Creating controls in WPF seems difficult at first. The separation between code and the appearance of the control is one of the great WPF features, but it requires a different way of thinking about controls. The code is located in its own folder and namespace, but the control default style is defined in the Generic.xaml file (or one of its themed cousins) that is located in the project’s Themes directory.
Although the behaviour (code) and its appearance (style) are completely separated, you still work on both of them at the same time. So it would be convenient to have these files close together. Another problem of the Generic.xaml file is that it tends to get very large, when you have a lot of (complex) controls. Fortunately, there is a good way to solve this issue.
Default styles need to be defined in the Theme\Generic.xaml (or one of its themed cousins). Nothing you can do about that, but you can make the generic resource dictionary a merged dictionary that loads other dictionaries that you can put on arbitrary places.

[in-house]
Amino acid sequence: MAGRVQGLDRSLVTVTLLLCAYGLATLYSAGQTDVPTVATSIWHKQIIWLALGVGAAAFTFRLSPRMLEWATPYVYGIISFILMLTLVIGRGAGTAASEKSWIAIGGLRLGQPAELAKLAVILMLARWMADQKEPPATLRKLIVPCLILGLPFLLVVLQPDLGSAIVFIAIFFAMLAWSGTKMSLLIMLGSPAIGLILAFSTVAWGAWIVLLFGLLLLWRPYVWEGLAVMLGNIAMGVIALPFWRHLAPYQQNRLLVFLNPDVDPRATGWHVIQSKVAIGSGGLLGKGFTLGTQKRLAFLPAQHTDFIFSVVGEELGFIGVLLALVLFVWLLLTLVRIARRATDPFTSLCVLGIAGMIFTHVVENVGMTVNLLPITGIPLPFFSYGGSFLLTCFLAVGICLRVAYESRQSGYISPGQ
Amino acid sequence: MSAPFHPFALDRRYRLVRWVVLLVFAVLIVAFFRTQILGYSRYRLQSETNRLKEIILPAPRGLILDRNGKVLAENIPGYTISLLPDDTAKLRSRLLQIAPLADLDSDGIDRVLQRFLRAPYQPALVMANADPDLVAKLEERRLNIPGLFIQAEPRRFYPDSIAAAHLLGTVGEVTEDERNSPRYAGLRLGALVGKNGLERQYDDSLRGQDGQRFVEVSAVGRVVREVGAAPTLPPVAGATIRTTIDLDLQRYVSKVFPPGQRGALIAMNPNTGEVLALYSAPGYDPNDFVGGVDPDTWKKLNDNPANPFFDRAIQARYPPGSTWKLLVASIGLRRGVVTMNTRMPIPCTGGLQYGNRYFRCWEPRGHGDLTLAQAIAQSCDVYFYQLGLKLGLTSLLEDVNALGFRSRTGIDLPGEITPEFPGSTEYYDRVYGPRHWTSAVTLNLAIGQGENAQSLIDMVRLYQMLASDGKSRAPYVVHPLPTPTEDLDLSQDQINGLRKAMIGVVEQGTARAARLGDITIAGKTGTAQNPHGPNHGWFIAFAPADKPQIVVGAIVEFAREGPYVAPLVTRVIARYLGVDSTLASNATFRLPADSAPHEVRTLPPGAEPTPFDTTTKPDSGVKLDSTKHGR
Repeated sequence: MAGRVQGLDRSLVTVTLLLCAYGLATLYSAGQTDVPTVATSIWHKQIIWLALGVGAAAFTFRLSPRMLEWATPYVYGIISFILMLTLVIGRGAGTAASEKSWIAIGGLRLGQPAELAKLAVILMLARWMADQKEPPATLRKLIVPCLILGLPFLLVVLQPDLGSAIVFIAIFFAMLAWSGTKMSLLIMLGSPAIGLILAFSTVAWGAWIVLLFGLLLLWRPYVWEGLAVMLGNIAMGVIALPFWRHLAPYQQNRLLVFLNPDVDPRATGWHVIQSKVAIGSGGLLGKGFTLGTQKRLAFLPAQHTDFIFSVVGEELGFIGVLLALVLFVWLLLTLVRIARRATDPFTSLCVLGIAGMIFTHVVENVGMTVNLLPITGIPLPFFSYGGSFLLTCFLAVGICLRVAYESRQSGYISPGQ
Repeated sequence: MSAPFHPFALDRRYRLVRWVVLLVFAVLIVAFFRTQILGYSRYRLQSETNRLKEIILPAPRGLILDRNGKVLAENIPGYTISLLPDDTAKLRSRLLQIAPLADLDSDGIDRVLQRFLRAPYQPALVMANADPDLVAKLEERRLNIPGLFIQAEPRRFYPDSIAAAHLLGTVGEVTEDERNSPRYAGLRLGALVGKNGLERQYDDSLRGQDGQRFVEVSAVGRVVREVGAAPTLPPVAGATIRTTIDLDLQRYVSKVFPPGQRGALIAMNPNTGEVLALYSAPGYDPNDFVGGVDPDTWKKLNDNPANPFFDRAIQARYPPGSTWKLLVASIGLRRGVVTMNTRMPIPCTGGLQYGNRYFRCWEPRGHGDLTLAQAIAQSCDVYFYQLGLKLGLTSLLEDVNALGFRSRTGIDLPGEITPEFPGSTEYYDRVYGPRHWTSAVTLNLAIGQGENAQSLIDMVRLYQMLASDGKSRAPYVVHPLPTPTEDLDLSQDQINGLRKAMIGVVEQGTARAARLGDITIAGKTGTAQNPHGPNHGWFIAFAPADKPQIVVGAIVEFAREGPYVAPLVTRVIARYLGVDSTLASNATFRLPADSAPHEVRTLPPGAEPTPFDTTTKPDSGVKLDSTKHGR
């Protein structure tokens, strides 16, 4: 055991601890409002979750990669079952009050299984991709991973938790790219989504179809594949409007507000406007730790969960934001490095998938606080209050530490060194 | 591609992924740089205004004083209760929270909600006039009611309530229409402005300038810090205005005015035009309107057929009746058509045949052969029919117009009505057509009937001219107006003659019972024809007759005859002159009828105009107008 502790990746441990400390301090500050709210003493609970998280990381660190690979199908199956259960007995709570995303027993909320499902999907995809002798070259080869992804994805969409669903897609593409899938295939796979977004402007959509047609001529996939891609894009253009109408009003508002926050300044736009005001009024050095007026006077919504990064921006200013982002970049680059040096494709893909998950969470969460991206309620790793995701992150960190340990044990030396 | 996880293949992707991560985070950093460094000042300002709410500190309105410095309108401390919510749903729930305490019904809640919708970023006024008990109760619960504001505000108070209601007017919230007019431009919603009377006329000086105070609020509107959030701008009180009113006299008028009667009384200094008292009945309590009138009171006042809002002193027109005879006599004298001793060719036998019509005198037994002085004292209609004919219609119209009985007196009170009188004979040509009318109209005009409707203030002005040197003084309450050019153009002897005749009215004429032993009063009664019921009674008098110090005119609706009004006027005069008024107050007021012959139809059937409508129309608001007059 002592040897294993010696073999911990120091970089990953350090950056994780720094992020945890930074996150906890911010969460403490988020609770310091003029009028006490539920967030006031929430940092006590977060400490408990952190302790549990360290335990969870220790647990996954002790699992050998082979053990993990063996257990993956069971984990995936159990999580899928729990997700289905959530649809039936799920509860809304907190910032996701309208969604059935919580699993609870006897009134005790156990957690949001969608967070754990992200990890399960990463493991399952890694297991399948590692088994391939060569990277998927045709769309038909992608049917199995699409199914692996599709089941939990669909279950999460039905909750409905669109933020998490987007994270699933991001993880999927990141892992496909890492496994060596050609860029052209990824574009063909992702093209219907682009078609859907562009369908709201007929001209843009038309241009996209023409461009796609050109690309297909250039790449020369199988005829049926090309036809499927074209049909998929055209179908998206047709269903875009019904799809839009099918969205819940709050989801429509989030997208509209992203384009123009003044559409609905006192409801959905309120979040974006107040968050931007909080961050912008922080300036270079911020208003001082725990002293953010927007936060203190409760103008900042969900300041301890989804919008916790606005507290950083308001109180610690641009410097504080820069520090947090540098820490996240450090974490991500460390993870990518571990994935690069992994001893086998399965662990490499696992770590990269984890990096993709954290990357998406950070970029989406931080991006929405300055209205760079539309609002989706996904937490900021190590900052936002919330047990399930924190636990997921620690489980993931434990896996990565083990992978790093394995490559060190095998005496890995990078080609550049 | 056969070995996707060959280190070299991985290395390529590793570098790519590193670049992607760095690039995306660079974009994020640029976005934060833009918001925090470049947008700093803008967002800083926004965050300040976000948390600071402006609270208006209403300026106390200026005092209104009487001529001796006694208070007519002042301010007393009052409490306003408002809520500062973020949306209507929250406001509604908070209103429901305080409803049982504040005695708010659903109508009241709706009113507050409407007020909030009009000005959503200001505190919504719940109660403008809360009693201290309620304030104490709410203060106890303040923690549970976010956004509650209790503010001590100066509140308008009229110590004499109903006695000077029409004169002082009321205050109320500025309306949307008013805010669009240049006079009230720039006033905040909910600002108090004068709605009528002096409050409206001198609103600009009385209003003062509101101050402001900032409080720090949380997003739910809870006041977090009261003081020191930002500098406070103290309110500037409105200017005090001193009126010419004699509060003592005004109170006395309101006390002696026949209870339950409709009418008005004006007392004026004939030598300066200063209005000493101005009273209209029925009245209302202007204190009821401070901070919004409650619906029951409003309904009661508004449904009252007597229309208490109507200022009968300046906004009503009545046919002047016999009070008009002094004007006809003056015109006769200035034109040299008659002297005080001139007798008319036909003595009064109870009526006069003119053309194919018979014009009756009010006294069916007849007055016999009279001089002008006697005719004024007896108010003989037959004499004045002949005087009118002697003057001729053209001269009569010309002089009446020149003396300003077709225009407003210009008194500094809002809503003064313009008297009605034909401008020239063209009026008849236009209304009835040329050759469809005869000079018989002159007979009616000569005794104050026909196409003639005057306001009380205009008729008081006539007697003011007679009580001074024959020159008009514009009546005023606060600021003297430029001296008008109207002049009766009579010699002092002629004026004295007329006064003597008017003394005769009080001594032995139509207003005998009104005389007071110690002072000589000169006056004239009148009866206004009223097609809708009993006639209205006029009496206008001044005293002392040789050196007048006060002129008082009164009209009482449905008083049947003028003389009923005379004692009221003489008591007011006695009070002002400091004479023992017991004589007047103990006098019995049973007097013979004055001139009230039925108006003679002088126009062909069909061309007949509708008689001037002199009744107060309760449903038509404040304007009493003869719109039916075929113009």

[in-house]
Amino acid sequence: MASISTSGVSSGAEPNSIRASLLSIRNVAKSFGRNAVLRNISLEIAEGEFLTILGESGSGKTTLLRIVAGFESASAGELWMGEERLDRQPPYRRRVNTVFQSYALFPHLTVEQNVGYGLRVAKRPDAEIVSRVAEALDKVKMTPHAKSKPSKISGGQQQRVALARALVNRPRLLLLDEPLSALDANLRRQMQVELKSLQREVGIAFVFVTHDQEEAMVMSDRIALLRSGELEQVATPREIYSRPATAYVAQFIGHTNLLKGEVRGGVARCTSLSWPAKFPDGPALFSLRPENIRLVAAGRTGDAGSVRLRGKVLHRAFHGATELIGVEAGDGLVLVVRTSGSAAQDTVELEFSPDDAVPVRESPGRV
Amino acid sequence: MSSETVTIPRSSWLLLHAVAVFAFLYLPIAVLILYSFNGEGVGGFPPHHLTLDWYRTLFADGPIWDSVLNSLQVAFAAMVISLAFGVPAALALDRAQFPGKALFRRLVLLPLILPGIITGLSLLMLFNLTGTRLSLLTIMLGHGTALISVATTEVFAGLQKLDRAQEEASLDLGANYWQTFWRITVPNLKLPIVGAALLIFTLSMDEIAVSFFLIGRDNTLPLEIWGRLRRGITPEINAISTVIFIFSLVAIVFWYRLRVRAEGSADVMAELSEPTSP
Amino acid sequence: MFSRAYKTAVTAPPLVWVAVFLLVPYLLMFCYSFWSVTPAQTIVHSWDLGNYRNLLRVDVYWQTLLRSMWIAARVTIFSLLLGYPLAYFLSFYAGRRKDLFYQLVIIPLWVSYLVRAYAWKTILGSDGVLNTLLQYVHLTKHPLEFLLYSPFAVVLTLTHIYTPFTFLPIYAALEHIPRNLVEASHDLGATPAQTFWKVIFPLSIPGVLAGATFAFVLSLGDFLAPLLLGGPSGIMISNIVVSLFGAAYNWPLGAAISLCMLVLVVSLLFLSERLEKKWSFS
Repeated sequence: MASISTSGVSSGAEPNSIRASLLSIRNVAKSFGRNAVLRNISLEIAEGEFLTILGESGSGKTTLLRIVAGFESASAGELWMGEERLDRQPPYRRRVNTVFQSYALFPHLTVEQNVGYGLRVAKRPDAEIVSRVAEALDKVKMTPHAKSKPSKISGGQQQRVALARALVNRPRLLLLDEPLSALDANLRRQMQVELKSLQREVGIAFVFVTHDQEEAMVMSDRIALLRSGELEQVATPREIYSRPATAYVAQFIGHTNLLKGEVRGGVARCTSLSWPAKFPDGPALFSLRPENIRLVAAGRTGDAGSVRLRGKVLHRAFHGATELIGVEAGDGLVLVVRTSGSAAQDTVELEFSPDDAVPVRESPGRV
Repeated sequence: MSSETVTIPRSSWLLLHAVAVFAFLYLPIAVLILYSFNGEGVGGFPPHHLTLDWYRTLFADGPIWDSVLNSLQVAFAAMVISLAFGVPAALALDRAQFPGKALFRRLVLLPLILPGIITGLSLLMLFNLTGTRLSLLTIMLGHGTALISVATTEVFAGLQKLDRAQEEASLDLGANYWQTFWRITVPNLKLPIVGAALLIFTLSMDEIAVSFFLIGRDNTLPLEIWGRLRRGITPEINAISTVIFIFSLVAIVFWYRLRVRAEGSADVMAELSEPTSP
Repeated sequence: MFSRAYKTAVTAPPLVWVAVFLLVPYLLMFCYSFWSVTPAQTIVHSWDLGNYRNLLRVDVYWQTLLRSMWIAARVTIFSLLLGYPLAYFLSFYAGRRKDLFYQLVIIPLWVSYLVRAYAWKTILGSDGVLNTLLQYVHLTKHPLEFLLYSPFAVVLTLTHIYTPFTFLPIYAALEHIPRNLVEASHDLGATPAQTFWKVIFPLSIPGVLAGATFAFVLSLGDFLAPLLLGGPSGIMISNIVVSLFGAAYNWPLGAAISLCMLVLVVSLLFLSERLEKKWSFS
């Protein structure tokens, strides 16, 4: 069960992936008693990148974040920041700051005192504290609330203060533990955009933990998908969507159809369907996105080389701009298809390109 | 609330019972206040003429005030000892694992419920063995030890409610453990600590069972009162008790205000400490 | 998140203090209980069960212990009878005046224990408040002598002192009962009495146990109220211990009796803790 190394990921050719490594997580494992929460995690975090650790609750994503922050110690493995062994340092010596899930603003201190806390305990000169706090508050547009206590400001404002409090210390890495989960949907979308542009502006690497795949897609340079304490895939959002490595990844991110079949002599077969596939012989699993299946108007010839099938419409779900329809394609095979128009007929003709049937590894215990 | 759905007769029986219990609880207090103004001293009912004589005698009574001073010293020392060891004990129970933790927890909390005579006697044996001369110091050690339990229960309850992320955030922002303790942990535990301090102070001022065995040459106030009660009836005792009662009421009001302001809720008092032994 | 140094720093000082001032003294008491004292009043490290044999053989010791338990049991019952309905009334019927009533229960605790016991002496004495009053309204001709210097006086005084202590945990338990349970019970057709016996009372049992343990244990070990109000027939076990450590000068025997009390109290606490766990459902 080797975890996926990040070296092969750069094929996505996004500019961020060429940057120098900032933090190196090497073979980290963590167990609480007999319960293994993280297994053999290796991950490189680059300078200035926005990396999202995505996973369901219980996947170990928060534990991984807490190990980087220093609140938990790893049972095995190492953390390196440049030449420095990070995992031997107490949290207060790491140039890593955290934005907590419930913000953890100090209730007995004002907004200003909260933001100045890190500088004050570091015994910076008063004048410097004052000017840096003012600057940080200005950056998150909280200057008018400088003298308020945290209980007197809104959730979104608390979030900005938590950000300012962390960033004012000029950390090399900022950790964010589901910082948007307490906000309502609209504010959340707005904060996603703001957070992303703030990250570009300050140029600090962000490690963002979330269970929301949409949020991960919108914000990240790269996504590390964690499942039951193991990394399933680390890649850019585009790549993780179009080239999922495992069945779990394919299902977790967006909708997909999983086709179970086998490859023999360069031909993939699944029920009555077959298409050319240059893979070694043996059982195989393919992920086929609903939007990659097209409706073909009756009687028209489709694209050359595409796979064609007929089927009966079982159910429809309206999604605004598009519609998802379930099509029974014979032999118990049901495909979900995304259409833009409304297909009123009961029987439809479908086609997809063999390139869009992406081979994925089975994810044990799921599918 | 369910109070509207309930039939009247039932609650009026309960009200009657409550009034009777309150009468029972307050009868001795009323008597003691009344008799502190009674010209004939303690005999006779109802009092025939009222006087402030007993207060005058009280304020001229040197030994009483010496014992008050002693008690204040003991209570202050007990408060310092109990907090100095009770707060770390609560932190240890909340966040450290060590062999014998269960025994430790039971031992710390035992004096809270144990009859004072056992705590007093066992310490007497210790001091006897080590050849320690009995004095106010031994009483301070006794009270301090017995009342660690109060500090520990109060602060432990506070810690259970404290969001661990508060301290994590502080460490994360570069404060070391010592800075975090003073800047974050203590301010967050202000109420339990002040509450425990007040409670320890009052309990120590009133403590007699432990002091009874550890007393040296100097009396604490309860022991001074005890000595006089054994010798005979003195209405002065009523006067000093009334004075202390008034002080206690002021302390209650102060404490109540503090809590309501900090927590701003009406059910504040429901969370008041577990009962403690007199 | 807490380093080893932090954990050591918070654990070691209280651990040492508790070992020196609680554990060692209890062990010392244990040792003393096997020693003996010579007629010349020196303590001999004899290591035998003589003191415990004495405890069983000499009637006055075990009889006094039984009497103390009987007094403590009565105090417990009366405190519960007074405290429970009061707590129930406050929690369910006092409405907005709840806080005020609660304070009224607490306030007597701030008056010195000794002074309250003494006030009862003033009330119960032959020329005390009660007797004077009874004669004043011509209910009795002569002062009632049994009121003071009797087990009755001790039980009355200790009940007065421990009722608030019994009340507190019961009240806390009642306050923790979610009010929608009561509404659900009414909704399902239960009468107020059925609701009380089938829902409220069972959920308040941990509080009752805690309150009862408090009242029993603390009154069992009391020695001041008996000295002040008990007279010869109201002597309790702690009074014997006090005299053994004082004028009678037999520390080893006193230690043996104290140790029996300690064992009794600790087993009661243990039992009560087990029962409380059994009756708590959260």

<ResourceDictionary xmlns="http://schemas.microsoft.com/winfx/2006/xaml/presentation" xmlns:x="http://schemas.microsoft.com/winfx/2006/xaml"> <ResourceDictionary.MergedDictionaries> <ResourceDictionary Source="/RamonDeKlein.Controls;component/AsyncLoadControl/AsyncLoadControl.xaml"/> <ResourceDictionary Source="/RamonDeKlein.Controls;component/AnimatedSizeControl/AnimatedSizeControl.xaml"/> <!-- include other definitions here --> </ResourceDictionary.MergedDictionaries> </ResourceDictionary>
You can create separate resource dictionaries for your controls and put them in the same folder as your code’s control. Make sure you set the build action for the resource dictionary to ‘Resource’.
A drawback of this solution is that you need to specify the assembly name for each resource dictionary that you want to merge. This is a flaw in WPF when using merged dictionaries in Generic.xaml.